Culture and History
Hoard Historical Museum
Visit the Hoard Historical Museum
The museum has grown to include not only the Frank and Luella Hoard House, but the National Dairy Shrine Museum, the Mysteries of the Mounds Gallery, the Lincoln Era Exhibit and Library, the Knox Research Library and Archive, the Dwight and Almira Foster House, and several other changing galleries and gardens. Thousands of visitors from around Wisconsin, the United States, and the world visit the museum and Fort Atkinson each year.
Hours Tuesdays through Saturdays: 9:30am - 4:30pm
Located at 401 Whitewater Ave, Fort Atkinson, WI 53538
Call (920) 563-7769 or visit hoardmuseum.org
Water Tower Tour
Historic Water Tower Tour
1901 Water Tower Open Houses are held the first Saturday of the month (Weather Permitting). Other tours are by appointment. Please contact Tammy Doellstedt at (920) 563-7769 or email@example.com to reserve your spot.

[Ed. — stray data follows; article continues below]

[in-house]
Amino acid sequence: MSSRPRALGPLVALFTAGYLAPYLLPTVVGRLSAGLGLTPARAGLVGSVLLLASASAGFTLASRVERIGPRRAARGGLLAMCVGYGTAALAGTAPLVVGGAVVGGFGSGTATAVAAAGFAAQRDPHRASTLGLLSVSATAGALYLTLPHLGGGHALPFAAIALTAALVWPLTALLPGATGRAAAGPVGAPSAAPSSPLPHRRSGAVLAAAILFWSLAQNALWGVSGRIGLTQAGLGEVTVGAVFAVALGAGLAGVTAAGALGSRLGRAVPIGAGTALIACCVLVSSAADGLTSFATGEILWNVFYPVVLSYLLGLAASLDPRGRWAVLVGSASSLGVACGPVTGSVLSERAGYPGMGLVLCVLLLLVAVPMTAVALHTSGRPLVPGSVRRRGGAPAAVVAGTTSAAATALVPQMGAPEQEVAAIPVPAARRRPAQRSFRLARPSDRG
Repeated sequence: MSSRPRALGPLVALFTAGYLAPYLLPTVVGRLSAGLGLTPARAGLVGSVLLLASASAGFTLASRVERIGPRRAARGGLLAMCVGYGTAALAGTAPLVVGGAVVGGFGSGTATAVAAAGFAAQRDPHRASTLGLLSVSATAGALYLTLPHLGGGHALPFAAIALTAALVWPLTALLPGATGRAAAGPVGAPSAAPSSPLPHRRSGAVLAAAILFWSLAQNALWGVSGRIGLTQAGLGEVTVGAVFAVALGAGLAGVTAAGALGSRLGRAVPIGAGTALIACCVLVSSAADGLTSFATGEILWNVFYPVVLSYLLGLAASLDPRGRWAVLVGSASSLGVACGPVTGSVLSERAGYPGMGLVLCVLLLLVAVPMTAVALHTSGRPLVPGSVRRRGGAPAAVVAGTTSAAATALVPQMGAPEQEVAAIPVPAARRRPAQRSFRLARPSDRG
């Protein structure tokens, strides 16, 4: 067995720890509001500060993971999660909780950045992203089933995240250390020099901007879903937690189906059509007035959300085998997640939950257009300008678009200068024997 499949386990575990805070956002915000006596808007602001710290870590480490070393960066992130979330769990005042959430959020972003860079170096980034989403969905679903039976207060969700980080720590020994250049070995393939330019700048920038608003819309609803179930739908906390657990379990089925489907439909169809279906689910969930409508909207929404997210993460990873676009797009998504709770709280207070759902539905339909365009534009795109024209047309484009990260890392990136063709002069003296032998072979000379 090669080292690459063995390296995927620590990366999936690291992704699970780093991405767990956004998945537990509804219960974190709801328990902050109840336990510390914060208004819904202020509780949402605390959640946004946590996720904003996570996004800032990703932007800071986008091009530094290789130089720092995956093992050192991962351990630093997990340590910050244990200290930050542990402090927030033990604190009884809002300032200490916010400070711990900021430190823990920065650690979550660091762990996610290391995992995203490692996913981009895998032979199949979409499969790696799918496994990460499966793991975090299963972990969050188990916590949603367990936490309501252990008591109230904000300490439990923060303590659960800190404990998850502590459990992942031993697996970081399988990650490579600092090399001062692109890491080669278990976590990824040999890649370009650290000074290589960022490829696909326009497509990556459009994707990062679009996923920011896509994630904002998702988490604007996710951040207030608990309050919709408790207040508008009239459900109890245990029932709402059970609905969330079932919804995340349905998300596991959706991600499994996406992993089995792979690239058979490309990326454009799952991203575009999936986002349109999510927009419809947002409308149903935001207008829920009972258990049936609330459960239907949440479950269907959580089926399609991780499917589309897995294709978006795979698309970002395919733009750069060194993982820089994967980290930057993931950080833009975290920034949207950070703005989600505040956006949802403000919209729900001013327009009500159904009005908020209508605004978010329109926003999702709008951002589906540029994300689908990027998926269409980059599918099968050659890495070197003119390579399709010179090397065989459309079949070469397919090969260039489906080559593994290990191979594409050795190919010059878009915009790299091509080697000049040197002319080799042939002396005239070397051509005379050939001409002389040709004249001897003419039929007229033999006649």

Age and height restrictions apply, for those wishing to ascend the 120 steps to the viewing platform. The 1901 Water Tower is not wheelchair accessible. The tower is located at the corner of South High Street and South 4th Street. Parking available on the street or in the Fort Atkinson Middle School parking lot. Tours conducted by Fort Atkinson Historic Preservation Commission.
Foster House Tour
Foster House Open for Tours
The Foster House is open the first Saturday of month from 10 a.m. – 12 p.m. during the months of May – September, during special events, and on request.
Step inside the Foster House to see how 19th century Fort Atkinson residents lived, and learn about how the community grew. A friendly guide will be available to answer questions and show visitors around the first and second floor of the house.